It's a wonder we don't kill ourselves more often. But then once is all it takes, and if we've successfully negotiated a path between the traffic a thousand times before, we never imagine that the next reckless crossing might be our last. A car we haven't spotted, a bus travelling faster than we thought, if we choose to encroach on the road when it's not our turn we're putting ourselves at risk.

And we're putting others at risk too. A second breed of pedestrian I've seen a lot lately are human sheep. These sheep don't pay attention to what's going on around them, most likely because they have their head in their phone, so tend to cross the road by instinct along with everyone else. And if everyone else is jumping the gun because they've judged the situation 'safe', there's a very real danger that those following behind without watching might be stepping into danger.

You have to be a bit of an idiot to be a sheep. More interested in Facebook than red lights, more interested in Whatsapp than the truck bearing down on you, your implicit assumption that you have some kind of magic protective aura could end up doing you harm. But in fact it's the guerilla pedestrian who lures you out into the street, because if everyone had behaved and stayed where they were then you'd have stayed put on the pavement too.

We don't have laws on jaywalking in this country, and rightly so. Were we all forced to cross only at places of safety and only when signals were green, getting around would take intolerably long. But we pedestrians need to remember we don't own the road, and those we share it with are generally larger and considerably heavier than ourselves. And we need to remember that we can only push our luck so far, and that the rise of the guerilla pedestrian is ultimately unsustainable.

 Wednesday, April 22, 2015

As a stalwart user of TfL services, you probably don't give a second thought to people using them for the first time. But visitors to our capital often find travel daunting, and TfL has a special wodge of tips, advice and special offers to help them get around.

If you're new here, TfL very much hope you'll find their Visiting London webpage before you arrive. As well as an embedded journey planner, the page leads with five prominent features that might be of interest to London Transport virgins. First off is a big splash announcing that buses in London are cash-free. This won't be news to you, but to those who've not been here in the last twelve months (or have never been) it may come as a surprise. Also, the emphasis on cashlessness allows TfL to push their important offer in panel number two - the Visitor Oyster card.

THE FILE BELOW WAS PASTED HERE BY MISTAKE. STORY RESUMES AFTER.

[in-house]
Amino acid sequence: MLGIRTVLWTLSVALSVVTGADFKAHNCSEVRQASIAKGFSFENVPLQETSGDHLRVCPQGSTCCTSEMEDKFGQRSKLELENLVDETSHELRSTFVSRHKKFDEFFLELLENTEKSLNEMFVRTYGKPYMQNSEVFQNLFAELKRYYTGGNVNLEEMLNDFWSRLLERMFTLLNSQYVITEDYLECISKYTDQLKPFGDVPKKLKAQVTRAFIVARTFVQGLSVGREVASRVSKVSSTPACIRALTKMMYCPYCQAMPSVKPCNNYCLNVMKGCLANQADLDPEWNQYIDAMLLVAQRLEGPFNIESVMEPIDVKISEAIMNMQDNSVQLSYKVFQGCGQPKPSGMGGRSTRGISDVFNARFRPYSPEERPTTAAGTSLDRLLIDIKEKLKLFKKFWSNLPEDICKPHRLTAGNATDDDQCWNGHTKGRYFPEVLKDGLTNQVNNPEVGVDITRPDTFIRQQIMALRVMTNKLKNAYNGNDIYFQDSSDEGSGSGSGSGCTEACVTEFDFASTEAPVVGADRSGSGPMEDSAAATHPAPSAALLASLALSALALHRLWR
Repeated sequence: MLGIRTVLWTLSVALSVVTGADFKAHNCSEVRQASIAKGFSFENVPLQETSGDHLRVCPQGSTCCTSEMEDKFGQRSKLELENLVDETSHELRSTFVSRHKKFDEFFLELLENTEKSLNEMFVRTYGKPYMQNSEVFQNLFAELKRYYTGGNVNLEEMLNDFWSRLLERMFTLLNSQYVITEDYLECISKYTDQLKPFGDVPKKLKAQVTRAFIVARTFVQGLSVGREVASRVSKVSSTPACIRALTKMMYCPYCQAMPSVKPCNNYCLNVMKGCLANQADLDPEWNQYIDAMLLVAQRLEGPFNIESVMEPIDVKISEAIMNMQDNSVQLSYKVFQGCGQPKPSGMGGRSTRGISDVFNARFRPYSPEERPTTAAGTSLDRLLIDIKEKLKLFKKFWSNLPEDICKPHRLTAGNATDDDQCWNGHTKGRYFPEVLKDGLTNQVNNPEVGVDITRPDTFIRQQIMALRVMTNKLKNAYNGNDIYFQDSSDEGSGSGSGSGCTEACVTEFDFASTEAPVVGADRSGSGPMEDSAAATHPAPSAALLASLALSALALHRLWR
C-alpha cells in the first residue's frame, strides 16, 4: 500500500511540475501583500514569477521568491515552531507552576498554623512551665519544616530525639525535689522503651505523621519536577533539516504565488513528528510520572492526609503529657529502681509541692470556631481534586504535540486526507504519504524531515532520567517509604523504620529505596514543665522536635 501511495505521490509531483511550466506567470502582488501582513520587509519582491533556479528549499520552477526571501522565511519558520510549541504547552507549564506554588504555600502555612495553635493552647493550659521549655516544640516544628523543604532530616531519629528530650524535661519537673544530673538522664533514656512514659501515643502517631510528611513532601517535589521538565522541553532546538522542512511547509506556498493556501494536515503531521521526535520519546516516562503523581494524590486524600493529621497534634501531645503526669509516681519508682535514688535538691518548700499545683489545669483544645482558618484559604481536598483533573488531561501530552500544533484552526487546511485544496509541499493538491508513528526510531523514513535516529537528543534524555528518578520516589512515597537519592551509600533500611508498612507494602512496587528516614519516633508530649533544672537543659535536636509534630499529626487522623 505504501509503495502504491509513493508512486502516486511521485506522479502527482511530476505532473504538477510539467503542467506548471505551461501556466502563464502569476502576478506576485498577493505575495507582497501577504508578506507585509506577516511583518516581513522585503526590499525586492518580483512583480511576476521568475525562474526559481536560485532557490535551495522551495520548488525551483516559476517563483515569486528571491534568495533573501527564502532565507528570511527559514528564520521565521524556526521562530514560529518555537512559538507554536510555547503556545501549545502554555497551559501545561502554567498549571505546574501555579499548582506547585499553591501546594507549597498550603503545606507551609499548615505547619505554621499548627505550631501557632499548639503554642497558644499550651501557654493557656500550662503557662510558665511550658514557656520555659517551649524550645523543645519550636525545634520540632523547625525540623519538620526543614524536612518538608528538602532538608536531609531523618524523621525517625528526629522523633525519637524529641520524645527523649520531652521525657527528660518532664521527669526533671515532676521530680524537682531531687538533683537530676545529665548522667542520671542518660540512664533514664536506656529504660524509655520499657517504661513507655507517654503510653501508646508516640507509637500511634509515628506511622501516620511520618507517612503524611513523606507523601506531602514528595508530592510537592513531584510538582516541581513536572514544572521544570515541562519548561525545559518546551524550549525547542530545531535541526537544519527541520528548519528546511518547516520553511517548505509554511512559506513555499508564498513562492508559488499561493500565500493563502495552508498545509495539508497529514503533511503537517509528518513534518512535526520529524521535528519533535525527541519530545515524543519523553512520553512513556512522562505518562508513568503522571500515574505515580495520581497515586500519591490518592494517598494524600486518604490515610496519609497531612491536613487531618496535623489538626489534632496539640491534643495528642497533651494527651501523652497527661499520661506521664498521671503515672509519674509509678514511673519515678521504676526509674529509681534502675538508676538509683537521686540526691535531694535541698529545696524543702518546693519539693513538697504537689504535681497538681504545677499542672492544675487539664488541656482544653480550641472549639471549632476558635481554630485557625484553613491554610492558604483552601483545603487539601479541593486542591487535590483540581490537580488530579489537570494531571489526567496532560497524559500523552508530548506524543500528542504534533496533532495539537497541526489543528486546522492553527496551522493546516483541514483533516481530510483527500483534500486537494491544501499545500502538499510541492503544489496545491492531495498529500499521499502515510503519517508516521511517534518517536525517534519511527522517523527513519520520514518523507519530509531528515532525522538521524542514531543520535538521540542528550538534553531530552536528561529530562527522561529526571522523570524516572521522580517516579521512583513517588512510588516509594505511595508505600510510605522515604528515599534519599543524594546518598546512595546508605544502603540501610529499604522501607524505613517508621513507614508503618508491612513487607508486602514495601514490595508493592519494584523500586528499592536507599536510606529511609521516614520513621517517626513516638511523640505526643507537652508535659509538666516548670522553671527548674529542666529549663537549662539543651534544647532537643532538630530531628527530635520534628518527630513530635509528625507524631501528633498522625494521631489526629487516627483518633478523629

The Visitor Oyster card is just an ordinary Pay-as-you-go Oyster card, with the same daily caps and everything, but with a prettier pattern on the front. And it has two big advantages over a bog standard blue one, the first of which is that TfL will post it to you before you arrive. Decide how much cash you want on the thing (they recommend £15 for a weekend), stump up a £3 non-returnable 'activation fee' and it'll be on its way. This'll save you queuing up at the first station you reach when you arrive, which is important now that every ticket office is being terminated.

And secondly a Visitor Oyster card allows you to partake in special offers carefully curated by the folk at TfL Towers. These vary, but the current list (available here) includes 20% off your bill at Planet Hollywood, a free hot fudge sundae at the Hard Rock Cafe and 15% off at M&Ms World in Leicester Square. And OK, so these are tourist horrors to be avoided at all costs by discerning folk, but some of the other offers might have much more relevance to ordinary Londoners. 15% off purchases at the Foyles bookshop on the South Bank, for example, that could be damned useful. Or 25% off a Vinopolis tour, assuming you can get in before they close down. Or how about free entrance to a weekend night at the dogs at Wimbledon Greyhound Track (this also available to ordinary Oyster card holders, before you decide to trade yours in).

Panel 3 on the Visiting London webpage leads to a page for "Visitors and Tourists", with a choice of useful two pdfs. One of these is a special tube map I've never seen before. It's called the 'Small theatres tube and rail map', and shows all the railway lines in London along with all the theatres with under 400 seats. There are no West End classics here, but instead dozens of smaller independent venues which deserve our wider attention. There's the Cockpit near Marylebone and the Tricycle near Brondesbury, as well as the Compass near Ickenham and the Chickenshed near Cockfosters. The use of dotted lines to link each theatre to its nearest stations makes for a total mess in places, and is frequently entirely illegible. But I'd say this map (if done properly) is the sort of thing TfL ought to be promoting more strongly to a more local audience, because surely it's Londoners who'd be frequenting these small suburban theatres rather than fly-in fly-out tourists.